Disability Resource Clearinghouse Introduction


Welcome to the Justice Center’s Disability Resource Clearinghouse where you can access information about disability-related programs, services, laws and regulations. This Clearinghouse links to resources from local, state, federal and national agencies, as well as nonprofit organizations. We seek to provide a wide-range of information that may be helpful to people with disabilities, their families, caregivers and advocates.  

Featured Resource

Employer Success Stories

The Employer Assistance and Resource Network on Disability Inclusion (EARN) supports employers in their efforts to recruit, hire, retain and advance qualified individuals with disabilities. Find examples of companies that have made disability diversity in the workplace a priority.

Recreation in New York State

The Department of Environmental Conservation welcomes all visitors to explore outdoor recreation on state lands and is committed to providing an ever-increasing range of accessible opportunities. Currently, visitors to accessible facilities can enjoy fishing, boating, hunting, canoeing, picnicking, horseback riding, hiking, visiting historic assets, wildlife observation and camping at DEC campgrounds among many other recreational opportunities.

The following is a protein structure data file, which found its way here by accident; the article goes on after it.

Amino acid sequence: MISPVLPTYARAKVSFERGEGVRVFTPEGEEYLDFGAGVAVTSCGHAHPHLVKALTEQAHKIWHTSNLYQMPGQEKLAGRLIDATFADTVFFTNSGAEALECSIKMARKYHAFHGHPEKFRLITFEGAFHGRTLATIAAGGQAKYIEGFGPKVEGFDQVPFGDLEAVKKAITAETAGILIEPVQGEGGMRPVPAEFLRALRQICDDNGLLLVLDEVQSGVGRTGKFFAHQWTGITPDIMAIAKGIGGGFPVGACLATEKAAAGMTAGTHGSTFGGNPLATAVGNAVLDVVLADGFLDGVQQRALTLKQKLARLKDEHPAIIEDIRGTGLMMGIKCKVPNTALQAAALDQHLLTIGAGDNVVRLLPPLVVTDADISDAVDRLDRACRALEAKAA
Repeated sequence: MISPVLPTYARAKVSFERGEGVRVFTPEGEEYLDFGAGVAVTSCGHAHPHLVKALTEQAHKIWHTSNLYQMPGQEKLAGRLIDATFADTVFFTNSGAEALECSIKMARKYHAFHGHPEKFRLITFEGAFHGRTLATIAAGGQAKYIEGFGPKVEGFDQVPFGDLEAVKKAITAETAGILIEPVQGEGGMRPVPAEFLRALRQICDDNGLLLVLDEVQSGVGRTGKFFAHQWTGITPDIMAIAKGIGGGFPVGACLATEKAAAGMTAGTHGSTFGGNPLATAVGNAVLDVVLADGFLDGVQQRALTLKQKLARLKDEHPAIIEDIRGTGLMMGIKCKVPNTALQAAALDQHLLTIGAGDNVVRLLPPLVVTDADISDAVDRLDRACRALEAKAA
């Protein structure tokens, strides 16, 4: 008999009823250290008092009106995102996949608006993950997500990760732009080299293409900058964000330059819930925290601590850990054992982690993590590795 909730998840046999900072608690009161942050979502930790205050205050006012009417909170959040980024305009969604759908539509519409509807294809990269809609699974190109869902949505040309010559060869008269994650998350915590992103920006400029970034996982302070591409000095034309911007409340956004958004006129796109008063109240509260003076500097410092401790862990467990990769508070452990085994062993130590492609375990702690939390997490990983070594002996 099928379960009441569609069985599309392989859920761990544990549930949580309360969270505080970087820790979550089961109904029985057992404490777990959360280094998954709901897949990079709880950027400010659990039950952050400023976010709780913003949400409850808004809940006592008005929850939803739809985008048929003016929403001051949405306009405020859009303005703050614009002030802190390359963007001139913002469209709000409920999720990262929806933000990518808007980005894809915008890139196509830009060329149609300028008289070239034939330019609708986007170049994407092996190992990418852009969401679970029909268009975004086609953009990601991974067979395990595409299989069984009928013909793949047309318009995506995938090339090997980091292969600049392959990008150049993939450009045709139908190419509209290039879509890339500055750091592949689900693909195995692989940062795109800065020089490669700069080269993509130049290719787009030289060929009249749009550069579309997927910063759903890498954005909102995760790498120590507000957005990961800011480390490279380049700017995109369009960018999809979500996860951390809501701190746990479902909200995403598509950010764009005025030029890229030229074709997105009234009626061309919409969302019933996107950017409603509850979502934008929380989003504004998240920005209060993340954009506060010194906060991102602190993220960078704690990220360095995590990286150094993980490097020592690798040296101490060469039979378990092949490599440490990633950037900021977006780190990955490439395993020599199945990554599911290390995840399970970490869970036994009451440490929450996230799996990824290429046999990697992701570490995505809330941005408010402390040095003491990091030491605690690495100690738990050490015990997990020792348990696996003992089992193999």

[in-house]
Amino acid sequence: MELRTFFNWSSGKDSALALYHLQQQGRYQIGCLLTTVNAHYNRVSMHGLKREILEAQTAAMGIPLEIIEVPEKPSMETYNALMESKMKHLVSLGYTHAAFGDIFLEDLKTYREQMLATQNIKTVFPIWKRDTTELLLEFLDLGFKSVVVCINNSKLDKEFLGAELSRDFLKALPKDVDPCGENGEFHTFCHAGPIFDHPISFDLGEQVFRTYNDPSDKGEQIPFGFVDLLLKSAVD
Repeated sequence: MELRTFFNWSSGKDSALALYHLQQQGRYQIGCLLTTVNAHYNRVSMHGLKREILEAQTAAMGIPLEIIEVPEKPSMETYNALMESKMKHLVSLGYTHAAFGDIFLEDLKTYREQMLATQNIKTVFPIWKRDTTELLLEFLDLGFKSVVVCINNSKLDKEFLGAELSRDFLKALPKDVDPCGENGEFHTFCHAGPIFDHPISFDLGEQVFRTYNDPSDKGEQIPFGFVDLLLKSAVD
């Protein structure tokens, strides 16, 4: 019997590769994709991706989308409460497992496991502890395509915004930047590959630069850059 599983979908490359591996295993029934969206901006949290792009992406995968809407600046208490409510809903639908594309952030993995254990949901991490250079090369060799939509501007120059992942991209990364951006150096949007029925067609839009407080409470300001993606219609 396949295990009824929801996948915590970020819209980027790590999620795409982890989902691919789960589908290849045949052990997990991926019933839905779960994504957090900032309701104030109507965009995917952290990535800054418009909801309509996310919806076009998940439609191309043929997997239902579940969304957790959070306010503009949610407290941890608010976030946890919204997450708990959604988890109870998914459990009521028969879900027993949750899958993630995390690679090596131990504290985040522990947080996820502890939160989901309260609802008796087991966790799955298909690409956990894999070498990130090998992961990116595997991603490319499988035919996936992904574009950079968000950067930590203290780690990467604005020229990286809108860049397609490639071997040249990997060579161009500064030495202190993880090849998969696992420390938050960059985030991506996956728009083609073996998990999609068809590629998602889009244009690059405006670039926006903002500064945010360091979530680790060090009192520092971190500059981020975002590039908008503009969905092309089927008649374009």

If you cannot find the information you need, please call one of our Disability Navigators toll-free at 1-800-624-4143.  Relay users, please dial 7-1-1 or email us at infoassistance@justicecenter.ny.gov.  

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The 55b/c Recruitment Resources Center provides a centralized location for individuals and veterans with disabilities to submit employment and contract information for state agencies filling entry level positions.  

The DEI is a federally funded disability employment service administered by the Department of Labor that provides access to education, training, and employment opportunities for adults with disabilities who are unemployed, underemployed, and/or receiving Social Security disability benefits.

getATstuff is a multi-state online equipment exchange collaborative. Items such as accessible vans, assisted listening/alerting devices, and computer devices are offered for sale at lower than market price or for no cost.  

This free, step-by-step tool helps New York State students and young adults with disabilities create their own path to a real job.  This site is part of the New York State Partnerships for Employment Systems Change, a Project of National Significance aimed at addressing barriers to employment for people with intellectual and developmental disabilities.

Find information on agencies and entities that can assist people with disabilities  locate employment and employment-related opportunities in New York City.

NYESS provides people with disabilities a single point to access all employment-related services and supports, including job matching with jobs currently posted by employers in the NYS Job Bank.  

NYSCB works to enhance employability, to maximize independence and to assist in the development of the capacities and strengths of people who are legally blind.

ACCES-VR assists individuals with disabilities to achieve and maintain employment and to support independent living through training, education, rehabilitation, and career development.